Sat, 28 May 2022

French prime minister Jean Castex heads a special delegation to the Auschwitz Holocaust memorial in Poland on Thursday to mark the 77th anniversary of the liberation of the Nazi death camp. The visit comes a week after the UN adopted a non-binding resolution to fight against Holocaust denial and anti-Semitism, especially on social media.

Castex will travel to the site with Interior Minister Gerald Darmanin and Culture minister Roselyne Bachelot, as well as France's chief Rabbi Haim Korsia, the president of the Representative Council of Jewish Institutions in France (CRIF) Francis Kalifat, high school students and some survivors of the Shoah.

Nazi Germany built the Auschwitz-Birkenau concentration and extermination camp near the town of Oswiecim after occupying Poland during World War II.

The site has become a symbol of the regime's genocide of six million European Jews, one million of whom died at the camp between 1940 and 1945 along with more than 100,000 non-Jews.

27 January marks International Holocaust Remembrance Day, and the liberation of the Auschwitz-Birkenau camp and other camps by Soviet soldiers in 1945.

On Tuesday, President Emmanuel Macron attended a memorial in the French village of Oradour-sur-Glane to honour the memory of the 643 residents massacred by an Nazi SS unit on 10 June 1944.

He presented the only survivor of the carnage, 96 year-old Robert Hebras, with the National Order of Merit, warning against forgetting history's atrocities.

Macron justified the visit by saying "hate is increasing in France. Racism and anti-Semitism are now being legitimised by a certain political discourse," in a veiled reference to the far-right.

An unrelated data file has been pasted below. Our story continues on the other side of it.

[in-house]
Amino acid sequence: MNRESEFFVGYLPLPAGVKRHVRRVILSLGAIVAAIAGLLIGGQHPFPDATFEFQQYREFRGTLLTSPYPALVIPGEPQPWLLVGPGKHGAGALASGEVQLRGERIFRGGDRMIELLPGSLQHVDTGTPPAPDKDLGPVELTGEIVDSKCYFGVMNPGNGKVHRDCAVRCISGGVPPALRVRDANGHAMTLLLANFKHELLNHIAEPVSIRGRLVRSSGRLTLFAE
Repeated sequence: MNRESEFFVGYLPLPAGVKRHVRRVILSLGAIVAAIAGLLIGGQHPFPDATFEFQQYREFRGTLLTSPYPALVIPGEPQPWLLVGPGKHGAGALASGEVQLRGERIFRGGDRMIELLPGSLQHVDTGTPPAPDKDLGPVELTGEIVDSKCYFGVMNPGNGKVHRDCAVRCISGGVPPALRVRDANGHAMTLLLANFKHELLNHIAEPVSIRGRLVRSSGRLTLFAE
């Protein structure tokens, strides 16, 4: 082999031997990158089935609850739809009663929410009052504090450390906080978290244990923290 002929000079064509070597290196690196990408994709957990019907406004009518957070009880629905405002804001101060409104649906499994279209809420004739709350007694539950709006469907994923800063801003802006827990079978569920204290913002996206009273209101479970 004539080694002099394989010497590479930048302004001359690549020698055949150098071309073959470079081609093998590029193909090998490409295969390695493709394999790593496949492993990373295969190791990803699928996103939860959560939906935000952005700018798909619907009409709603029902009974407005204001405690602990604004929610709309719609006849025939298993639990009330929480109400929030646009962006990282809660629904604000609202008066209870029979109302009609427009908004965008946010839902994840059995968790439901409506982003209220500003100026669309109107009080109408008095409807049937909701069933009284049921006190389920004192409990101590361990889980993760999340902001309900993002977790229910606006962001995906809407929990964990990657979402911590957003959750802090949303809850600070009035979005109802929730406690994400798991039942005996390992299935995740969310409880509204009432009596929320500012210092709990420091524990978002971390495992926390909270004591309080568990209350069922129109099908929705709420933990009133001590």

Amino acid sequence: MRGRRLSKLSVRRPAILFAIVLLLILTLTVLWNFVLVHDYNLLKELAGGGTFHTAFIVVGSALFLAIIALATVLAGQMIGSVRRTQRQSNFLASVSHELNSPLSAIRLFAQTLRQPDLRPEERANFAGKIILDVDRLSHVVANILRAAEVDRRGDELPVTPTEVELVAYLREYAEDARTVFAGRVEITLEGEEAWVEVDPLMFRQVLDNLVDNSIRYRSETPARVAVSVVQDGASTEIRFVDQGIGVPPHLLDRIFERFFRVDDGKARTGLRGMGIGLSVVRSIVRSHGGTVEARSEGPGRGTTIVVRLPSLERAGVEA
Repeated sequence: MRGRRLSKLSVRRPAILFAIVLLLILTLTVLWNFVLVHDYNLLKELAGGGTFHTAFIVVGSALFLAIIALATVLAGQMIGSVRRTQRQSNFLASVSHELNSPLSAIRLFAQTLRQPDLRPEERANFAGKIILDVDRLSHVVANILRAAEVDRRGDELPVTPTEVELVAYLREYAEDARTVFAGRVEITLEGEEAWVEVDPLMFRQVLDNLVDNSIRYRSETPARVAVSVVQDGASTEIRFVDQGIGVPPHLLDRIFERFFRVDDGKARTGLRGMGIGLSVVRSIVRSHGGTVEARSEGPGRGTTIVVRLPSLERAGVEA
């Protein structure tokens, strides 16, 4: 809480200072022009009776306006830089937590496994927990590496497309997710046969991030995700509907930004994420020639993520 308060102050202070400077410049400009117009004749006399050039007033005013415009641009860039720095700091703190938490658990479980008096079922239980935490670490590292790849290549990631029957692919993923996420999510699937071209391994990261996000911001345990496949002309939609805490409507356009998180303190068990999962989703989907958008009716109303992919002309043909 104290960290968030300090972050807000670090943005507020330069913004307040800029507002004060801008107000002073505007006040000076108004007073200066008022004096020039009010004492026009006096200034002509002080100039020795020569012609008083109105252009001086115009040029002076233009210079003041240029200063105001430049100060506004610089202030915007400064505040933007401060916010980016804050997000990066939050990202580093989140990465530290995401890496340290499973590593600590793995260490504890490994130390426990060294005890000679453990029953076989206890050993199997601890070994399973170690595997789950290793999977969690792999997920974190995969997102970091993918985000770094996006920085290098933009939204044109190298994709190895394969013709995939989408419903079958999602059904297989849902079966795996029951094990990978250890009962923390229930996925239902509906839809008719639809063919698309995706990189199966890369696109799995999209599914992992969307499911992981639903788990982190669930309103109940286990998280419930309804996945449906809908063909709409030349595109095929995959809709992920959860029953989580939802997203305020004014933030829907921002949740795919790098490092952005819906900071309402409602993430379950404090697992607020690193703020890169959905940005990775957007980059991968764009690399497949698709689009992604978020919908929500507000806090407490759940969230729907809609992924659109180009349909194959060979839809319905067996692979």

The visit comes just four months ahead of presidential elections in France, for which Macron has not yet announced his official candidature.

On Wednesday, Interior minister Gerald Darmanin said although reported acts of anti-Semitism in France in 2021 had dropped by 14 percent compared to 2019, he warned that "attacks against the Jewish community remain at a worrying level".

Focus on social media

Noting the rise in anti-Semitism worldwide, on 20 January, the UN General Assembly adopted a non-binding resolution calling on all member states to fight against Holocaust denial and anti-Semitism, especially on social media.

The Israeli-proposed text was developed with the help of Germany and co-sponsored by several dozen of the 193 states that make up the United Nations.

The resolution "rejects and condemns without any reservation any denial of the Holocaust as a historical event, either in full or in part," according to the text.

The text "commends" countries that preserve sites of former Nazi death camps, concentration camps, forced labor camps, execution sites and prisons during the Holocaust.

Anti-Semitism and Covid

The rise in anti-Semitic acts on an international scale was also confirmed in a report released on Monday by the World Zionist Organization and the Jewish Agency for Israel.

It found an average of more than 10 anti-Semitic incidents occurred around the world every day in 2021, a 10-year high. Despite this, it was noted that "no Jew in the world has been murdered on anti-Semitic grounds" over that one year period, the report said.

Most of the anti-Semitic incidents were "vandalism and destruction, graffiti, and desecration of monuments, as well as propaganda," the report said.

"Incidents of physical and verbal violence accounted for less than a third of all anti-Semitic incidents."

French President Macron expresses anger at graffiti denying WWII atrocities

Such episodes and attacks peaked during May, when Jewish and Muslim festivals led to clashes in Israel and the occupied Palestinian territories, and a war with Hamas, the Islamist movement that rules Gaza, according to the report.

In addition, many European countries lifted their pandemic lockdowns that month, which allowed anti-Semitism that spread online "to move around the public space again".

"Many demonstrations against the Covid vaccines and restrictions included Holocaust motifs, such as the yellow star, as well as anti-Semitic conspiracy theories accusing Jews as spreaders of the pandemic to control the world," the report indicated, expressing concern over the "trivialisation of the Holocaust".

Originally published on RFI

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